Elizabeth Smart Case Raises Issue of Polygamy

The return of fifteen-year-old Elizabeth Smart, who was abducted from her home last year, has raised questions not only about her nine months in captivity but about the role that religious fundamentalism and polygamy played in her abduction.

Smart was taken from her home at knifepoint on June 5, 2002 and found nine months later with a homeless man named Brian Mitchell, who also goes by the name Emmanuel. Mitchell and his wife Wanda Barzee were excommunicated from the Church of Jesus Christ of Latter-day Saints because of their practice and advocacy of polygamy, a tradition that was disavowed by the church in 1890. Mitchell is a lifelong Mormon, who identified as a fundamentalist and who eventually formed his own sect, according to the Christian Science Monitor. He believes that God spoke to him and told him to take seven wives; authorities believe that this led him to the kidnapping and possible brainwashing of Smart, according to the Associated Press.

Though this case of polygamy is an extreme one, there are an estimated 50,000 practicing polygamists in the western US, according to the New York Times. The Fundamentalist church, which supports polygamy, branched from the Mormon Church in 1890 after polygamy was no longer accepted. David Bigler, a former Mormon and a historian of the church, told that “polygamy is an albatross the church has been unable to rid itself of.” More than 70 percent of the residents of Utah belong to the Church of Jesus Christ of Latter-day Saints. In the past, Utah authorities rarely prosecuted polygamists. Yet in February, the Utah House overwhelmingly backed a bill that made marrying a second wife under the age of 18 a second-degree felony punishable by up to 15 years in prison, AP reports.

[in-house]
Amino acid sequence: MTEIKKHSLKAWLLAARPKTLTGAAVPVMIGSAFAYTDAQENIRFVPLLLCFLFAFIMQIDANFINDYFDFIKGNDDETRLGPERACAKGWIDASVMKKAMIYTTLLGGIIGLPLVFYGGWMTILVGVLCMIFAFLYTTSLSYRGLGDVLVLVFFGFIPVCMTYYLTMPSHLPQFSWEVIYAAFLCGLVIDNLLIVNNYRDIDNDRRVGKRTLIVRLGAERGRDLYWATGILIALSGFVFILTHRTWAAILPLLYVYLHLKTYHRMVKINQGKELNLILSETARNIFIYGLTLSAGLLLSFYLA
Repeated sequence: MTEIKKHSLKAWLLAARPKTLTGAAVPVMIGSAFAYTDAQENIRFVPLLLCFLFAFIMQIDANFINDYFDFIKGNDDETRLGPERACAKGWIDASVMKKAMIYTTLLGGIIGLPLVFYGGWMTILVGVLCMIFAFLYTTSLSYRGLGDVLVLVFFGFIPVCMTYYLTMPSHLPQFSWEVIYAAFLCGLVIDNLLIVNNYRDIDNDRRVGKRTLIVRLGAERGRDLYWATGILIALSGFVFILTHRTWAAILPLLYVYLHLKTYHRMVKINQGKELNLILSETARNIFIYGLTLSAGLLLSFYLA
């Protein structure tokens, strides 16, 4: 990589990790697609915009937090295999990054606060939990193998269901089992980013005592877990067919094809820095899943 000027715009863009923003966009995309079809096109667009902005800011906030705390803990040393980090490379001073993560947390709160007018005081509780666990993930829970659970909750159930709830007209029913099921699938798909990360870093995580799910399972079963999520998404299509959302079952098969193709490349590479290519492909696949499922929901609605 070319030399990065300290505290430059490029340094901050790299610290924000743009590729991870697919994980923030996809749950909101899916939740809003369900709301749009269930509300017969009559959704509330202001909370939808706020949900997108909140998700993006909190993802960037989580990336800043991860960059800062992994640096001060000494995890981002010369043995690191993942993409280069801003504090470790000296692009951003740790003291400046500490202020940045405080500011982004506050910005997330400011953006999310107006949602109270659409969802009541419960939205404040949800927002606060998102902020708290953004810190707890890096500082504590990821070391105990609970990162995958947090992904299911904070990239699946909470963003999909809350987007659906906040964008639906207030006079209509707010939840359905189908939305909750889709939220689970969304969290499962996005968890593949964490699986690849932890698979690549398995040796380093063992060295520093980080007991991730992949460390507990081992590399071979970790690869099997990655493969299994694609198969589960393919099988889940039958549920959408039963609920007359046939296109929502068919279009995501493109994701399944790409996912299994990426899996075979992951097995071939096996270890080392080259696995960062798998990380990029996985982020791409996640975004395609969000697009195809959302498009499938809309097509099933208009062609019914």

Salon 3/18/03; AP 3/18/03, 2/28/03; Christian Science Monitor 3/17/03

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